The Daily Tar Heel
Printing news. Raising hell. Since 1893.
Monday, May 20, 2024 Newsletters Latest print issue

We keep you informed.

Help us keep going. Donate Today.
The Daily Tar Heel

Orange County Historical Museum will take you on a date, 20th century style

date night contrib.jpeg

An Orange County exhibit opening virtually on Thursday will look at the ways that dating has changed since the beginning of the 20th century. Photo courtesy of Courtney Smith.

Ever wondered what dating was like in the 1900s? Jealous of the social scene in the '70s? Fashion in the ‘80s? 

The Orange County Historical Museum is hosting a walk down memory lane with its upcoming “Date Night” exhibit, which will take attendees through an entire century of dating in Orange County. 

Also called “Date Night! Orange County Fashion, Food, Music & Fun,” the exhibit will open virtually on Thursday at 7 p.m. The museum will open its doors to in-person visitors on a reservation basis through the following Friday to Sunday. 

And forget the awkwardness of splitting checks or arguing over who’s paying, because this is one date night that will be completely free. Time slots must be booked through the website or over the phone with a group of up to six people, and tickets are at no cost. 

Museum Site Manager Tanya Day said the museum wanted to host an exhibit that reflected the unity and sentimentality of the past.

“We wanted something that was fun, we wanted something that would really get people reminiscing and talking with each other,” Day said. “Something that was colorful, that was different. We've all been through a really tough year, and so we wanted something that would make people smile.”

Museum Curator Courtney Smith came up with the idea for the “Date Night” exhibit last year and said it was entirely dependent on the museum's success in crowdsourcing historical artifacts from the local community.

“Generally dates involve food, there’s usually a soundtrack for your date and then you do something fun, something special, something out of the ordinary,” Smith said. “We’re looking at all of those things, and then we just asked people, ‘What have you got?’”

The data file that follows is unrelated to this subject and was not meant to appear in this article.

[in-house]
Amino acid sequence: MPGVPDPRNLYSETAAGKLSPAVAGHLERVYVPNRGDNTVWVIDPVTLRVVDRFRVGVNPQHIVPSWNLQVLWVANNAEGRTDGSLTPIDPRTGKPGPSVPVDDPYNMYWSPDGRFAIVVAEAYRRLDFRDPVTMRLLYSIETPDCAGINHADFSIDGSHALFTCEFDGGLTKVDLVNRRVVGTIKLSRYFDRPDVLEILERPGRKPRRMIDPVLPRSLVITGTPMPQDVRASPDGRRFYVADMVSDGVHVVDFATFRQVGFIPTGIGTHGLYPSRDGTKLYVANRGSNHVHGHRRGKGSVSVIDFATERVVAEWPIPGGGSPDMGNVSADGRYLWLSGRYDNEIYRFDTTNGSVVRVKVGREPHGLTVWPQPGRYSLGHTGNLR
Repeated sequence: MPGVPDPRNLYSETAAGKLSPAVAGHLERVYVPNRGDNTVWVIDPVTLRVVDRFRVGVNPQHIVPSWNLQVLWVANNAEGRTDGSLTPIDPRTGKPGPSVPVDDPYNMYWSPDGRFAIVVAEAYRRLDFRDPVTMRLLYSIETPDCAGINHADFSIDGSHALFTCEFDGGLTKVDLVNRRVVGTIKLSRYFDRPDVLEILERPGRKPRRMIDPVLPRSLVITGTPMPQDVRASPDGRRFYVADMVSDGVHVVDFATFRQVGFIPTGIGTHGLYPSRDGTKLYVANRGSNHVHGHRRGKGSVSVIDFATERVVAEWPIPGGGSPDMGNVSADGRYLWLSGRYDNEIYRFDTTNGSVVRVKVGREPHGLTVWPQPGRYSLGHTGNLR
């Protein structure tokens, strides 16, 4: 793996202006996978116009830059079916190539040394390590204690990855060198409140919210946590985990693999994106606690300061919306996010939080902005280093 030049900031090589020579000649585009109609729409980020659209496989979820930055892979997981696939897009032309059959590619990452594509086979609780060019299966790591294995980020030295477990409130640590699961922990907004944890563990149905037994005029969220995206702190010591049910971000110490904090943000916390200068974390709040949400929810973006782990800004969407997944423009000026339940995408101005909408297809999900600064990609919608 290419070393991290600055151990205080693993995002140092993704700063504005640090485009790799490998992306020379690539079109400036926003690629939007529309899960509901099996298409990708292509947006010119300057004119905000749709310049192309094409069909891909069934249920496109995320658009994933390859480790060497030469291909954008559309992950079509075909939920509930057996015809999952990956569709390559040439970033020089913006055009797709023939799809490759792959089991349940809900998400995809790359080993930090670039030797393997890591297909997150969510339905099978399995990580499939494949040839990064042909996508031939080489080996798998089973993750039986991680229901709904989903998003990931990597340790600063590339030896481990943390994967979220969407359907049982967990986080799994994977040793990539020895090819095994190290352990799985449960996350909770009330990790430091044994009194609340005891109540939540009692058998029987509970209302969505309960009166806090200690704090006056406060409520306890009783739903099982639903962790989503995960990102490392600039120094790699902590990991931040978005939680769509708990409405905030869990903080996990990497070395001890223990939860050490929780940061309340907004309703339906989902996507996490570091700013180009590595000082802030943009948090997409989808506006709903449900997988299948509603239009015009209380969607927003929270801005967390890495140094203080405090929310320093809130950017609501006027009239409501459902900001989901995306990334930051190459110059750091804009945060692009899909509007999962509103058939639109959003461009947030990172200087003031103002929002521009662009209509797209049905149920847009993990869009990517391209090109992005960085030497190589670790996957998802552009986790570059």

Day said it was important to portray artifacts that come directly from the people of Orange County.

“Over 80 percent of what we are showcasing comes directly from Orange County residents,” Day said. “This is a reflection of who they are. We are only here to be that reflection – to show them what they have, what they’ve experienced. This is their museum, it’s not up to us to make the narrative.”

Smith also said the exhibit will reflect Orange County’s rich musical tradition throughout the decades.

“Because music is so important, we have a 1920s record player, a 1930s radio, a 1950s transistor radio, an eight-track stereo from the '70s, a boombox from the '80s that John Cusack would’ve been holding up from ‘Say Anything,’ and then a '90s CD player,” Smith said.

Reflecting on her inspiration for this exhibit, Smith said although it may seem silly, she was actually inspired by one of America’s biggest reality TV shows.

“This past year was such a difficult year in terms of COVID and politics,” Smith said. “We wanted to do something that was universally fun in terms of uniting people, and something I noticed last year that everyone seemed to get behind was 'The Bachelor.' It didn't matter how far to the right, how far to the left you were – that was like the one happy moment.”

First-year Ainsley Cogburn is looking forward to attending the exhibit because of the emphasis on romance throughout the decades.

“I think the most exciting part is seeing the way love is portrayed in different decades because now I feel like love is portrayed in a solid, social media sense, and you see this idealized version of love and you forget what it was like before Instagram and Tinder and Bumble and all those dating apps,” Cogburn said. “The natural progression of love throughout the decades is really interesting to see.”

Day said she is most excited for attendees to be able to connect with each other, even through generational divides.

“I think they’re going to love all of it, but more so they’re going to love the opportunity to talk with the groups that they come in with, because some of it goes back to the early 1900s, but the rest of it is within living memory,” Day said. “So if we have a multi-generational group come in, the grandma can say ‘Oh my gosh, I had a pair just like this,’ and the grandkid can go, ‘Well I don’t even know what that is.’”

Attendees might think they have a lot of dating history — but the museum will give them a whole century’s worth.

“We’ll look at each decade of the 20th century, so you can see continuity and change throughout the century,” Smith said. “For each decade we’re also going to have a feature date – a popular activity that you could have done in Orange County. In the 1900s, it’s country dance, banjo, music and the neighbors getting together. In the 1910s it was going to a baseball game, so we have an old baseball glove, a baseball bat, some of the old tobacco cards and a Cheerwine bottle.”

From history buffs to 2000s kids, Smith said the beauty of this exhibit is in the name.

To get the day's news and headlines in your inbox each morning, sign up for our email newsletters.

“The exhibit’s going to be a great place to go on a date night,” Smith said. “Need something to do on a date night? Come here.”